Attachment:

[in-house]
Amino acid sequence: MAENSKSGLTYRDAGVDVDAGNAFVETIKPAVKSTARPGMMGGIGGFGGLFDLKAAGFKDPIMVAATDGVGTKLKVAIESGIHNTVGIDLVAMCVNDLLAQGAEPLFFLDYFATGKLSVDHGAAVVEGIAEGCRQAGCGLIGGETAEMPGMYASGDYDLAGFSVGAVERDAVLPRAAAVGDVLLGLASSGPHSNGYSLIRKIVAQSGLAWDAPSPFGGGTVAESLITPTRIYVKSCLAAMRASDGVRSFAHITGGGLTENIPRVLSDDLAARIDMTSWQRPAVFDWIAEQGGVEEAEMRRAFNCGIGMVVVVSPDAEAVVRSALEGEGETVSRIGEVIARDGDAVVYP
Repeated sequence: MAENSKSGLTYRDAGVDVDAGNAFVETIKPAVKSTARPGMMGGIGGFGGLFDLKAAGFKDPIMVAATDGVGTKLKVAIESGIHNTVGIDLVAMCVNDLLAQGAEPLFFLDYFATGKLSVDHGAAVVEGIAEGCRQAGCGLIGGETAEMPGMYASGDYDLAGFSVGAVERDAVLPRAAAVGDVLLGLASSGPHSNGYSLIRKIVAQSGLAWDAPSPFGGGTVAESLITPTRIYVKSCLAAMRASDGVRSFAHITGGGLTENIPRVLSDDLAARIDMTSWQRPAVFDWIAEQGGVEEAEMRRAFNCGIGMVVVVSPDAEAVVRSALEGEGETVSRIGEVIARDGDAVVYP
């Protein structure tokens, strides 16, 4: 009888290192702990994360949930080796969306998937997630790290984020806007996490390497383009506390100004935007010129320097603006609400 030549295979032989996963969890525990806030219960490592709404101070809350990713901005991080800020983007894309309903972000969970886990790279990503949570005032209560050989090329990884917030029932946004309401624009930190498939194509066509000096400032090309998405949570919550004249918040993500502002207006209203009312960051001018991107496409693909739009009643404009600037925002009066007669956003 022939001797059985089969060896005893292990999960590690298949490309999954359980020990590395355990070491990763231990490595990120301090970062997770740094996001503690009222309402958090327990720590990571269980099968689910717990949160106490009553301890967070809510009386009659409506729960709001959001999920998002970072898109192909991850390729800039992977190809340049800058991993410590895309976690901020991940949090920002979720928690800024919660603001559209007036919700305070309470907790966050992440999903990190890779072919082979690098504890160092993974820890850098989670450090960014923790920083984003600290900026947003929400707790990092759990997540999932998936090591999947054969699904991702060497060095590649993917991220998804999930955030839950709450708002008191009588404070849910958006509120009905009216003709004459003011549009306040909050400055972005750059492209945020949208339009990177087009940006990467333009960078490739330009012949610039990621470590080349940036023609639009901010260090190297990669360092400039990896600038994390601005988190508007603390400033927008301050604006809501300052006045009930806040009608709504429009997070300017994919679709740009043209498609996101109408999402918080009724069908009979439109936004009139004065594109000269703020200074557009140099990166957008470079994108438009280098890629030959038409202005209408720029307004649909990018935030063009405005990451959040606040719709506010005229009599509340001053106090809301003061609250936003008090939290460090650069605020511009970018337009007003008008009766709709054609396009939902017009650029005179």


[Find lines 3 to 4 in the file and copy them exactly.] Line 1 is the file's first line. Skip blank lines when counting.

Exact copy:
Repeated sequence: MAENSKSGLTYRDAGVDVDAGNAFVETIKPAVKSTARPGMMGGIGGFGGLFDLKAAGFKDPIMVAATDGVGTKLKVAIESGIHNTVGIDLVAMCVNDLLAQGAEPLFFLDYFATGKLSVDHGAAVVEGIAEGCRQAGCGLIGGETAEMPGMYASGDYDLAGFSVGAVERDAVLPRAAAVGDVLLGLASSGPHSNGYSLIRKIVAQSGLAWDAPSPFGGGTVAESLITPTRIYVKSCLAAMRASDGVRSFAHITGGGLTENIPRVLSDDLAARIDMTSWQRPAVFDWIAEQGGVEEAEMRRAFNCGIGMVVVVSPDAEAVVRSALEGEGETVSRIGEVIARDGDAVVYP
């Protein structure tokens, strides 16, 4: 009888290192702990994360949930080796969306998937997630790290984020806007996490390497383009506390100004935007010129320097603006609400 030549295979032989996963969890525990806030219960490592709404101070809350990713901005991080800020983007894309309903972000969970886990790279990503949570005032209560050989090329990884917030029932946004309401624009930190498939194509066509000096400032090309998405949570919550004249918040993500502002207006209203009312960051001018991107496409693909739009009643404009600037925002009066007669956003 022939001797059985089969060896005893292990999960590690298949490309999954359980020990590395355990070491990763231990490595990120301090970062997770740094996001503690009222309402958090327990720590990571269980099968689910717990949160106490009553301890967070809510009386009659409506729960709001959001999920998002970072898109192909991850390729800039992977190809340049800058991993410590895309976690901020991940949090920002979720928690800024919660603001559209007036919700305070309470907790966050992440999903990190890779072919082979690098504890160092993974820890850098989670450090960014923790920083984003600290900026947003929400707790990092759990997540999932998936090591999947054969699904991702060497060095590649993917991220998804999930955030839950709450708002008191009588404070849910958006509120009905009216003709004459003011549009306040909050400055972005750059492209945020949208339009990177087009940006990467333009960078490739330009012949610039990621470590080349940036023609639009901010260090190297990669360092400039990896600038994390601005988190508007603390400033927008301050604006809501300052006045009930806040009608709504429009997070300017994919679709740009043209498609996101109408999402918080009724069908009979439109936004009139004065594109000269703020200074557009140099990166957008470079994108438009280098890629030959038409202005209408720029307004649909990018935030063009405005990451959040606040719709506010005229009599509340001053106090809301003061609250936003008090939290460090650069605020511009970018337009007003008008009766709709054609396009939902017009650029005179």